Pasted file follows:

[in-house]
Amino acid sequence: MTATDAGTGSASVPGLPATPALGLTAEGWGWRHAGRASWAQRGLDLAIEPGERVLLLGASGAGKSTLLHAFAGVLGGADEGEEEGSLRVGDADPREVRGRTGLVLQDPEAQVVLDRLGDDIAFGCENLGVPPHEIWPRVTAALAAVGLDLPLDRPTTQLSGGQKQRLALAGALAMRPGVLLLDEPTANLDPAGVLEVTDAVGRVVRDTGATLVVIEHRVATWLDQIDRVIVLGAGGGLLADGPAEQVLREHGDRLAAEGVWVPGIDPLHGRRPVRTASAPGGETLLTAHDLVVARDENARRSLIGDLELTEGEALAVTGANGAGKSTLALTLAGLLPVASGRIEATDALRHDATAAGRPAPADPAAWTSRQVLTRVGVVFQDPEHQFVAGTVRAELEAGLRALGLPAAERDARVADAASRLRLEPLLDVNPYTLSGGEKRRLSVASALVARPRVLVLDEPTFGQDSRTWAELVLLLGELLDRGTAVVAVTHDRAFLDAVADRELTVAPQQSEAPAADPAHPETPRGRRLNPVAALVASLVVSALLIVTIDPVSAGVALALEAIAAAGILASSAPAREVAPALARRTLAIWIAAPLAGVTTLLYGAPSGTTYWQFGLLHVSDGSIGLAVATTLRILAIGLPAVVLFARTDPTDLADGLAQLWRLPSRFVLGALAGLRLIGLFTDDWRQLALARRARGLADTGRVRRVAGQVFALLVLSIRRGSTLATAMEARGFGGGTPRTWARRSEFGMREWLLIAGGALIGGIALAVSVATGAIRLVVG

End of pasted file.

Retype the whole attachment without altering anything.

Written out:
[in-house]
Amino acid sequence: MTATDAGTGSASVPGLPATPALGLTAEGWGWRHAGRASWAQRGLDLAIEPGERVLLLGASGAGKSTLLHAFAGVLGGADEGEEEGSLRVGDADPREVRGRTGLVLQDPEAQVVLDRLGDDIAFGCENLGVPPHEIWPRVTAALAAVGLDLPLDRPTTQLSGGQKQRLALAGALAMRPGVLLLDEPTANLDPAGVLEVTDAVGRVVRDTGATLVVIEHRVATWLDQIDRVIVLGAGGGLLADGPAEQVLREHGDRLAAEGVWVPGIDPLHGRRPVRTASAPGGETLLTAHDLVVARDENARRSLIGDLELTEGEALAVTGANGAGKSTLALTLAGLLPVASGRIEATDALRHDATAAGRPAPADPAAWTSRQVLTRVGVVFQDPEHQFVAGTVRAELEAGLRALGLPAAERDARVADAASRLRLEPLLDVNPYTLSGGEKRRLSVASALVARPRVLVLDEPTFGQDSRTWAELVLLLGELLDRGTAVVAVTHDRAFLDAVADRELTVAPQQSEAPAADPAHPETPRGRRLNPVAALVASLVVSALLIVTIDPVSAGVALALEAIAAAGILASSAPAREVAPALARRTLAIWIAAPLAGVTTLLYGAPSGTTYWQFGLLHVSDGSIGLAVATTLRILAIGLPAVVLFARTDPTDLADGLAQLWRLPSRFVLGALAGLRLIGLFTDDWRQLALARRARGLADTGRVRRVAGQVFALLVLSIRRGSTLATAMEARGFGGGTPRTWARRSEFGMREWLLIAGGALIGGIALAVSVATGAIRLVVG